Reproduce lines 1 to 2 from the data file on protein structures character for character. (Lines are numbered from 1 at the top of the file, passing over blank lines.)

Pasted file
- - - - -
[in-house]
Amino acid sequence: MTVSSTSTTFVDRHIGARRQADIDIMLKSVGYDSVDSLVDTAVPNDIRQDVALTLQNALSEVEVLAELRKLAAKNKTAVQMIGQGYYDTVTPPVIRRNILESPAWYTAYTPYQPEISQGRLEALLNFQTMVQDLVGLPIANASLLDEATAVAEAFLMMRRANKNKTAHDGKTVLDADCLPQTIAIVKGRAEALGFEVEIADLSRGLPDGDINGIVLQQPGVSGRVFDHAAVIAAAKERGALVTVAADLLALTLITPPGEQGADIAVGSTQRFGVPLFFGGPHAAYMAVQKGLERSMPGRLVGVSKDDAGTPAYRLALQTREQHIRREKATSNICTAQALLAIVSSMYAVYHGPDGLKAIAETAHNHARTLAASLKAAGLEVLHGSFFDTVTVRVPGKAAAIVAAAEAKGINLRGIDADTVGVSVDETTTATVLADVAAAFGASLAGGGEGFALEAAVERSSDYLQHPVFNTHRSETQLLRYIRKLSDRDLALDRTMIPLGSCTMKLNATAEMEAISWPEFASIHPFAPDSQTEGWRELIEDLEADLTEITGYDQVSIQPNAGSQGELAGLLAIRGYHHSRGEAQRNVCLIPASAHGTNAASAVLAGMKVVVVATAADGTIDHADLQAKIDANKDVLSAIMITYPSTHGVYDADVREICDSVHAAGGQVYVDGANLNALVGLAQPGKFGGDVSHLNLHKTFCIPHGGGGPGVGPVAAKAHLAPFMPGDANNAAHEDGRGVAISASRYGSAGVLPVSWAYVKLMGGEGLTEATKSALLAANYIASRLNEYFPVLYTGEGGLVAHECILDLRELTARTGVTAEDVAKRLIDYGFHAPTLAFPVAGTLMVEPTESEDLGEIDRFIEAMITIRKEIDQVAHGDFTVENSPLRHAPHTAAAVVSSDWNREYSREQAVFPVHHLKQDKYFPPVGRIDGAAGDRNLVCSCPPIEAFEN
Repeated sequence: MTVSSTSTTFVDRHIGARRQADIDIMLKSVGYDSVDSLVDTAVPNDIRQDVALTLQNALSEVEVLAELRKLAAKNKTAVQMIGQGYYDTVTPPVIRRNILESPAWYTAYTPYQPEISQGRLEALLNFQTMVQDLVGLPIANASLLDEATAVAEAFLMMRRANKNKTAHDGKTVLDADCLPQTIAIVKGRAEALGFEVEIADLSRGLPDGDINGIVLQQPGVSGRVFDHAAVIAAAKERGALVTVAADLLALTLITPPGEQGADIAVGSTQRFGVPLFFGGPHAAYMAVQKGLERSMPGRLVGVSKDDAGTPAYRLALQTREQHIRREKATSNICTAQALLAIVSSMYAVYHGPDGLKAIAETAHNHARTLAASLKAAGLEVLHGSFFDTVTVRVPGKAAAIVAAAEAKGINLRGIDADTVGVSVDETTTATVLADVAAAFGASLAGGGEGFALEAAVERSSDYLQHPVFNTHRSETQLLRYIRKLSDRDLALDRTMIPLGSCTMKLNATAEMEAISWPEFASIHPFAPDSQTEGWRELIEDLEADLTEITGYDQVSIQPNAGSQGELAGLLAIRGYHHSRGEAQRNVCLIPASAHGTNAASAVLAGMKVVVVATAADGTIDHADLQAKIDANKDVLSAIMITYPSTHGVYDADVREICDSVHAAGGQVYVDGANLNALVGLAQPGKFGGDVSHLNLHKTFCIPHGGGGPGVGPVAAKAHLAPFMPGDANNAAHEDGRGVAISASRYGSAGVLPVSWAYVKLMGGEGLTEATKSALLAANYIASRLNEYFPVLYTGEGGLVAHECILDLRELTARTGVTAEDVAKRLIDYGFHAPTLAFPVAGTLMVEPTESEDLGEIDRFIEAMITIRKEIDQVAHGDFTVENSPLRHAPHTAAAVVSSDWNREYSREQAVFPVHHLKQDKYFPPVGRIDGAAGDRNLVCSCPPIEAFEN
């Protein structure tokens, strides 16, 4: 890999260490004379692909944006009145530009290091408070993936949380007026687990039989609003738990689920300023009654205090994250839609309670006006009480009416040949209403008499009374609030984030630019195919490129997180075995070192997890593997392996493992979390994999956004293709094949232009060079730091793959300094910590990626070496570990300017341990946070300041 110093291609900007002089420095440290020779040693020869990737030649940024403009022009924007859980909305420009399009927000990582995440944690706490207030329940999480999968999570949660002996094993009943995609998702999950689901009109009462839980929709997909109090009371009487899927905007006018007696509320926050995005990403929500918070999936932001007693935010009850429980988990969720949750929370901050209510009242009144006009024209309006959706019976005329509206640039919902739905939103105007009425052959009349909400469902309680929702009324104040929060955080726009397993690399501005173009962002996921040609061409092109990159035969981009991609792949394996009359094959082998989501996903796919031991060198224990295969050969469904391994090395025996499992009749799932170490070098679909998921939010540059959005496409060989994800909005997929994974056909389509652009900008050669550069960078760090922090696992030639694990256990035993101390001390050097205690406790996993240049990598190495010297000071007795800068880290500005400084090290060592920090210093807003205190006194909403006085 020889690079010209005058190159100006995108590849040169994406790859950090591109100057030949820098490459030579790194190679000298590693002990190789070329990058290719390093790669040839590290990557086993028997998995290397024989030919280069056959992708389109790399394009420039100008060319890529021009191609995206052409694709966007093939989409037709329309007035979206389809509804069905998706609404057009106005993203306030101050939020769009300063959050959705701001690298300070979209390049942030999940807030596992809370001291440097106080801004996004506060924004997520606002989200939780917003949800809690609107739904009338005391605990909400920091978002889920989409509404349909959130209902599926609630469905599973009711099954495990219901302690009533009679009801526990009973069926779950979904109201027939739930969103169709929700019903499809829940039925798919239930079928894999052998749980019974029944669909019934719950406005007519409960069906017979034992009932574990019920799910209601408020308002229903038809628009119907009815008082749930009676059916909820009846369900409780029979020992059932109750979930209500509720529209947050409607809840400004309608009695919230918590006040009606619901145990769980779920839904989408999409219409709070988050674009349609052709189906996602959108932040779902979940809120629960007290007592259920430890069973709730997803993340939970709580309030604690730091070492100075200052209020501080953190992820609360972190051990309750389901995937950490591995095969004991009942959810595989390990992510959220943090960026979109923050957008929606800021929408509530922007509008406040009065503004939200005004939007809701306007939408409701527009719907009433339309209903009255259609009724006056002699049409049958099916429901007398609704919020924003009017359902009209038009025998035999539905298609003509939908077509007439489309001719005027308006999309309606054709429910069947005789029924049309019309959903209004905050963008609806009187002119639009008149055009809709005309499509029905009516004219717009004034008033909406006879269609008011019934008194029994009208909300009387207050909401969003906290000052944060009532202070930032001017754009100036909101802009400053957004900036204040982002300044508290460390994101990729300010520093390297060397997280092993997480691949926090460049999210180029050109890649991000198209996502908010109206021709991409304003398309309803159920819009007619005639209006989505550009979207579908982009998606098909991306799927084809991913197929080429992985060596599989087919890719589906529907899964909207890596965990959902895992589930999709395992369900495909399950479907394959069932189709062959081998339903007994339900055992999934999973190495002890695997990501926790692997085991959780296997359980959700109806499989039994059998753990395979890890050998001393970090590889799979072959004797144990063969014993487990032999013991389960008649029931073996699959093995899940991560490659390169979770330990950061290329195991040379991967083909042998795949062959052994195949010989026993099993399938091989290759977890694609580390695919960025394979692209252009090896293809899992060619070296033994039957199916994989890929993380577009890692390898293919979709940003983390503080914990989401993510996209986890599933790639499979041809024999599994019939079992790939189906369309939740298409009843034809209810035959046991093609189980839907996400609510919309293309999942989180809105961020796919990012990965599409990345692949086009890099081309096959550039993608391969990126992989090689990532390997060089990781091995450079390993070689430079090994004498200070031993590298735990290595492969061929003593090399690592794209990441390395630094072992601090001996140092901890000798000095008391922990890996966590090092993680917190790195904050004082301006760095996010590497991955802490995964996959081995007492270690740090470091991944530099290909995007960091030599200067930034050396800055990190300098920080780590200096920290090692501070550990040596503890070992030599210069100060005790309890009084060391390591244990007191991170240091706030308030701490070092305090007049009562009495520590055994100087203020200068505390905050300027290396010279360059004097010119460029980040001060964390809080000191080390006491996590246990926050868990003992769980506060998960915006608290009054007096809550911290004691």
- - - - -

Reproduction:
[in-house]
Amino acid sequence: MTVSSTSTTFVDRHIGARRQADIDIMLKSVGYDSVDSLVDTAVPNDIRQDVALTLQNALSEVEVLAELRKLAAKNKTAVQMIGQGYYDTVTPPVIRRNILESPAWYTAYTPYQPEISQGRLEALLNFQTMVQDLVGLPIANASLLDEATAVAEAFLMMRRANKNKTAHDGKTVLDADCLPQTIAIVKGRAEALGFEVEIADLSRGLPDGDINGIVLQQPGVSGRVFDHAAVIAAAKERGALVTVAADLLALTLITPPGEQGADIAVGSTQRFGVPLFFGGPHAAYMAVQKGLERSMPGRLVGVSKDDAGTPAYRLALQTREQHIRREKATSNICTAQALLAIVSSMYAVYHGPDGLKAIAETAHNHARTLAASLKAAGLEVLHGSFFDTVTVRVPGKAAAIVAAAEAKGINLRGIDADTVGVSVDETTTATVLADVAAAFGASLAGGGEGFALEAAVERSSDYLQHPVFNTHRSETQLLRYIRKLSDRDLALDRTMIPLGSCTMKLNATAEMEAISWPEFASIHPFAPDSQTEGWRELIEDLEADLTEITGYDQVSIQPNAGSQGELAGLLAIRGYHHSRGEAQRNVCLIPASAHGTNAASAVLAGMKVVVVATAADGTIDHADLQAKIDANKDVLSAIMITYPSTHGVYDADVREICDSVHAAGGQVYVDGANLNALVGLAQPGKFGGDVSHLNLHKTFCIPHGGGGPGVGPVAAKAHLAPFMPGDANNAAHEDGRGVAISASRYGSAGVLPVSWAYVKLMGGEGLTEATKSALLAANYIASRLNEYFPVLYTGEGGLVAHECILDLRELTARTGVTAEDVAKRLIDYGFHAPTLAFPVAGTLMVEPTESEDLGEIDRFIEAMITIRKEIDQVAHGDFTVENSPLRHAPHTAAAVVSSDWNREYSREQAVFPVHHLKQDKYFPPVGRIDGAAGDRNLVCSCPPIEAFEN